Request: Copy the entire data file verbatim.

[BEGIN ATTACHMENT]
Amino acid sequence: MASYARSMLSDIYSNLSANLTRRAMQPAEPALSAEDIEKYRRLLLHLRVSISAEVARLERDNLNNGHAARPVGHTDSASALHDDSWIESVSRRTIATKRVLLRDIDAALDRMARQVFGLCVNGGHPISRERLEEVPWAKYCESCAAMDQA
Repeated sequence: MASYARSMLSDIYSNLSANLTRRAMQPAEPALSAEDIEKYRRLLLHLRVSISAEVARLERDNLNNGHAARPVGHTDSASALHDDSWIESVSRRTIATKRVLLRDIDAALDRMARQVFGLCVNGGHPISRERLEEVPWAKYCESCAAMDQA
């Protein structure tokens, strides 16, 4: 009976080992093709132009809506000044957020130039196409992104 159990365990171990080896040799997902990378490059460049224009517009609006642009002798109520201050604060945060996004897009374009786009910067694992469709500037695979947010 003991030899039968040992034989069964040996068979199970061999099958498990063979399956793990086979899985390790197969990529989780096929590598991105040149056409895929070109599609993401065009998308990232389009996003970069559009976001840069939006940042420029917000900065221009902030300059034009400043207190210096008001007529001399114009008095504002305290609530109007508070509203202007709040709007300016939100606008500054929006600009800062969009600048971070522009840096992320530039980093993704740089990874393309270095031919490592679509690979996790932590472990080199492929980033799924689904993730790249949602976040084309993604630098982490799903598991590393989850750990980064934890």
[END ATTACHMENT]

Amino acid sequence: MASYARSMLSDIYSNLSANLTRRAMQPAEPALSAEDIEKYRRLLLHLRVSISAEVARLERDNLNNGHAARPVGHTDSASALHDDSWIESVSRRTIATKRVLLRDIDAALDRMARQVFGLCVNGGHPISRERLEEVPWAKYCESCAAMDQA
Repeated sequence: MASYARSMLSDIYSNLSANLTRRAMQPAEPALSAEDIEKYRRLLLHLRVSISAEVARLERDNLNNGHAARPVGHTDSASALHDDSWIESVSRRTIATKRVLLRDIDAALDRMARQVFGLCVNGGHPISRERLEEVPWAKYCESCAAMDQA
């Protein structure tokens, strides 16, 4: 009976080992093709132009809506000044957020130039196409992104 159990365990171990080896040799997902990378490059460049224009517009609006642009002798109520201050604060945060996004897009374009786009910067694992469709500037695979947010 003991030899039968040992034989069964040996068979199970061999099958498990063979399956793990086979899985390790197969990529989780096929590598991105040149056409895929070109599609993401065009998308990232389009996003970069559009976001840069939006940042420029917000900065221009902030300059034009400043207190210096008001007529001399114009008095504002305290609530109007508070509203202007709040709007300016939100606008500054929006600009800062969009600048971070522009840096992320530039980093993704740089990874393309270095031919490592679509690979996790932590472990080199492929980033799924689904993730790249949602976040084309993604630098982490799903598991590393989850750990980064934890």